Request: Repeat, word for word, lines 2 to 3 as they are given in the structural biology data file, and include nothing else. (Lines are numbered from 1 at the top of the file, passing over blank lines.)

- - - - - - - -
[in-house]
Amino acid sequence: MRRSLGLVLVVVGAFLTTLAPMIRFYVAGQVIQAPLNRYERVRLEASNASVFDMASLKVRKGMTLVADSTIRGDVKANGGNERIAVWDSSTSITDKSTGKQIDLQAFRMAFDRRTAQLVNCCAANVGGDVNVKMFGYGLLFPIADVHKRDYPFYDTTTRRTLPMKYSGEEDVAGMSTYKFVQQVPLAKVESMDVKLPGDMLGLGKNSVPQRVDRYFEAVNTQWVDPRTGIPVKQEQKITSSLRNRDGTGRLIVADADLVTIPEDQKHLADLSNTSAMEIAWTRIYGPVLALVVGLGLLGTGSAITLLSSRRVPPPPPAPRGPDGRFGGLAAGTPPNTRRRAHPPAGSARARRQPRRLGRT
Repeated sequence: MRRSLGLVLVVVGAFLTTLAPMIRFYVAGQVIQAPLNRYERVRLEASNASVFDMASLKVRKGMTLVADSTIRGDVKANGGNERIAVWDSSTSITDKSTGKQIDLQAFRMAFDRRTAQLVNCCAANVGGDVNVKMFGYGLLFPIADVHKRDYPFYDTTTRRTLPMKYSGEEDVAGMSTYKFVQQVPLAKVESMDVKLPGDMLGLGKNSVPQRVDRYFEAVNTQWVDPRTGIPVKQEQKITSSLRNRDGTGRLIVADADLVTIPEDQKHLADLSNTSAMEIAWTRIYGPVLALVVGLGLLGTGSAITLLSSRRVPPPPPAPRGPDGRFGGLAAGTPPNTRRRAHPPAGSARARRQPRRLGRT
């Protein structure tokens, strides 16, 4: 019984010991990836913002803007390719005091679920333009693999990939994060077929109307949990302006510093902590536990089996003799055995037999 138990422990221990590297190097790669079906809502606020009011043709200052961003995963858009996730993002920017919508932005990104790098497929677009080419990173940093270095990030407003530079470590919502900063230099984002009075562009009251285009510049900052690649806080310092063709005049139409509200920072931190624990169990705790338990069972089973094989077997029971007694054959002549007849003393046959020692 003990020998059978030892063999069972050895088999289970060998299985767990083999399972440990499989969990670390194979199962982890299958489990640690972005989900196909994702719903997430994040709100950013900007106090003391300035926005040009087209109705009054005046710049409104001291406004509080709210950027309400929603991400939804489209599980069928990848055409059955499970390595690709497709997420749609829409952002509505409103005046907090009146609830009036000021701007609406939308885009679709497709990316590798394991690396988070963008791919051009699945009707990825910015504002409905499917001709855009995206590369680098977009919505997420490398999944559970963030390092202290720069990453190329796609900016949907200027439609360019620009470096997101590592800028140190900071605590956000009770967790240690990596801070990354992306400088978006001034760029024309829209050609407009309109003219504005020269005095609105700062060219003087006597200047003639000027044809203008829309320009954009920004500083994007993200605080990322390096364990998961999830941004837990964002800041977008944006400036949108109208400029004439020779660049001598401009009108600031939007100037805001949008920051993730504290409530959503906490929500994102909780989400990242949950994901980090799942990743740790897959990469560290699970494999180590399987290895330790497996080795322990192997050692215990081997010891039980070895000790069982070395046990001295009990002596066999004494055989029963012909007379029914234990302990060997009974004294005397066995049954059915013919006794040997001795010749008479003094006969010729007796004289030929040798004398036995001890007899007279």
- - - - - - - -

Amino acid sequence: MRRSLGLVLVVVGAFLTTLAPMIRFYVAGQVIQAPLNRYERVRLEASNASVFDMASLKVRKGMTLVADSTIRGDVKANGGNERIAVWDSSTSITDKSTGKQIDLQAFRMAFDRRTAQLVNCCAANVGGDVNVKMFGYGLLFPIADVHKRDYPFYDTTTRRTLPMKYSGEEDVAGMSTYKFVQQVPLAKVESMDVKLPGDMLGLGKNSVPQRVDRYFEAVNTQWVDPRTGIPVKQEQKITSSLRNRDGTGRLIVADADLVTIPEDQKHLADLSNTSAMEIAWTRIYGPVLALVVGLGLLGTGSAITLLSSRRVPPPPPAPRGPDGRFGGLAAGTPPNTRRRAHPPAGSARARRQPRRLGRT
Repeated sequence: MRRSLGLVLVVVGAFLTTLAPMIRFYVAGQVIQAPLNRYERVRLEASNASVFDMASLKVRKGMTLVADSTIRGDVKANGGNERIAVWDSSTSITDKSTGKQIDLQAFRMAFDRRTAQLVNCCAANVGGDVNVKMFGYGLLFPIADVHKRDYPFYDTTTRRTLPMKYSGEEDVAGMSTYKFVQQVPLAKVESMDVKLPGDMLGLGKNSVPQRVDRYFEAVNTQWVDPRTGIPVKQEQKITSSLRNRDGTGRLIVADADLVTIPEDQKHLADLSNTSAMEIAWTRIYGPVLALVVGLGLLGTGSAITLLSSRRVPPPPPAPRGPDGRFGGLAAGTPPNTRRRAHPPAGSARARRQPRRLGRT